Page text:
Lionel Brown, left, and Marjorie Crocombe, the first two graduates from USP Cook Islands marched together again in 2018 at the 50th anniversary graduation. Photo: SUPPLIED/18102515
One of the Pacific region’s most respected authors and academic, Cook Islander Dr. Marjorie Tuainekore Crocombe née Hosking OBE passed away on Thursday night aged 92.
Crocombe, who worked as a lecturer at the University of the South Pacific Cook Islands and senior lecturer at the Centre for Pacific Studies at the University of Auckland, collaborated with her husband, the late Ron Crocombe, co-writing and editing several books and articles.
son, hotelier Tata Crocombe in a Facebook post said: “Over 92 active years, Mum
was first and foremost the devoted matriarch of our family, as well as an
educator, author and university administrator whose life helped and touched so
was a pioneer in so many fields of endeavour, the first Cook Islands female
sent as a scholarship student to Wanganui Collegiate where she was the first
Polynesian Head Girl, the first Cook Islands graduate from a New Zealand
Teachers College, the first Cook Islands author of many books for the Education
Department, the first published Cook Islands historian for her research of the
early Cook Islands missionaries in collaboration with a Professor from the
Australian National University, the first female Director of Extension Studies
at the University of the South Pacific, first Director of the Centre for
Pacific Studies at Auckland University, first Cook Islands recipient of an
honorary Doctorate of Letters from the University of the South Pacific and so
in Peace Dear Mum.”
Cook Islands campus director Dr Debi Futter-Puati said Marjorie was a hugely influential Vaine Toa who
made an impact on generations of scholars and academics.
“She was a teacher, a
writer, academic leader and friend. She was an ally for all things scholarly in
the Cook Islands and right across the Pacific region for that matter,” Futter-Puati said.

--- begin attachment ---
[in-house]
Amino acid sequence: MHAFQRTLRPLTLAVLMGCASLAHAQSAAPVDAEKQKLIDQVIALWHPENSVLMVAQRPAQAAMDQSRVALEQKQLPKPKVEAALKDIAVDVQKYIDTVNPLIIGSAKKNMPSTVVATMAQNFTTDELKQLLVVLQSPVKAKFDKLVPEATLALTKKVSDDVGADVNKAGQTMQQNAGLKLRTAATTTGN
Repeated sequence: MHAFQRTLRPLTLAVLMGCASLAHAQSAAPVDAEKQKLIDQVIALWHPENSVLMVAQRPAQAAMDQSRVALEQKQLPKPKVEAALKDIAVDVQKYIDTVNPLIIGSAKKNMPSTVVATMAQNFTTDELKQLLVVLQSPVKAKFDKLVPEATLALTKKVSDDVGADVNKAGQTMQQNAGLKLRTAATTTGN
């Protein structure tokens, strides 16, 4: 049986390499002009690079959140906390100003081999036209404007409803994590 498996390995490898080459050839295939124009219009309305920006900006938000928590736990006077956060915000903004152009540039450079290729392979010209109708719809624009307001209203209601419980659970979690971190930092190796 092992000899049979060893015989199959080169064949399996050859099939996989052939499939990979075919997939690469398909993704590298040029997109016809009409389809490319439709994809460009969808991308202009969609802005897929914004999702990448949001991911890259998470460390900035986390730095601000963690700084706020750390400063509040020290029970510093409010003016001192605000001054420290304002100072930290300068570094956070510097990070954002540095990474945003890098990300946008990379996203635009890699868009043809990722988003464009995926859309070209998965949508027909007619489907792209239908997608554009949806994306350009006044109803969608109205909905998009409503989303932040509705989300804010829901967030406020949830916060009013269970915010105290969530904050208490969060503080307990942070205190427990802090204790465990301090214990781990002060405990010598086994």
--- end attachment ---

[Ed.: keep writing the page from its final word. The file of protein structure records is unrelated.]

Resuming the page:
Mama Marjie as many
affectionately know her was awarded an honorary degree from USP – a Doctor of
Letters (DLitt) in 2010, for her huge scholarly contribution to Pacific
knowledge which included books, journal articles, advocacy, feminism, etc.
She received numerous
awards for her long-standing and outstanding service to the region in the
Pacific, and particularly the Cook Islands, including receiving the Queen’s
Award of the Order of the British Empire, OBE in 2009.
Mama Marjie agreed to be
the patron of Te Vairanga Kite Pakari, the Cook Islands Research Association, with
much reluctance as she was never one to seek the limelight, Futter-Puati said.
“She continued to support scholars right through
to the last of her days. She never ceased encouraging others to write, to enter
in academia, to challenge the status quo, and constantly reminded people that their
stories were important to tell. ‘just write’ she would often say!
“Mama will be sorely
missed. She was my mentor, my friend and a champion of USP. Rest easy my
phil smith on 25/07/2022
I had the honour of meeting and spending time with this lady on Atiu in 2008. A very special, intelligent and articulate person who will be missed.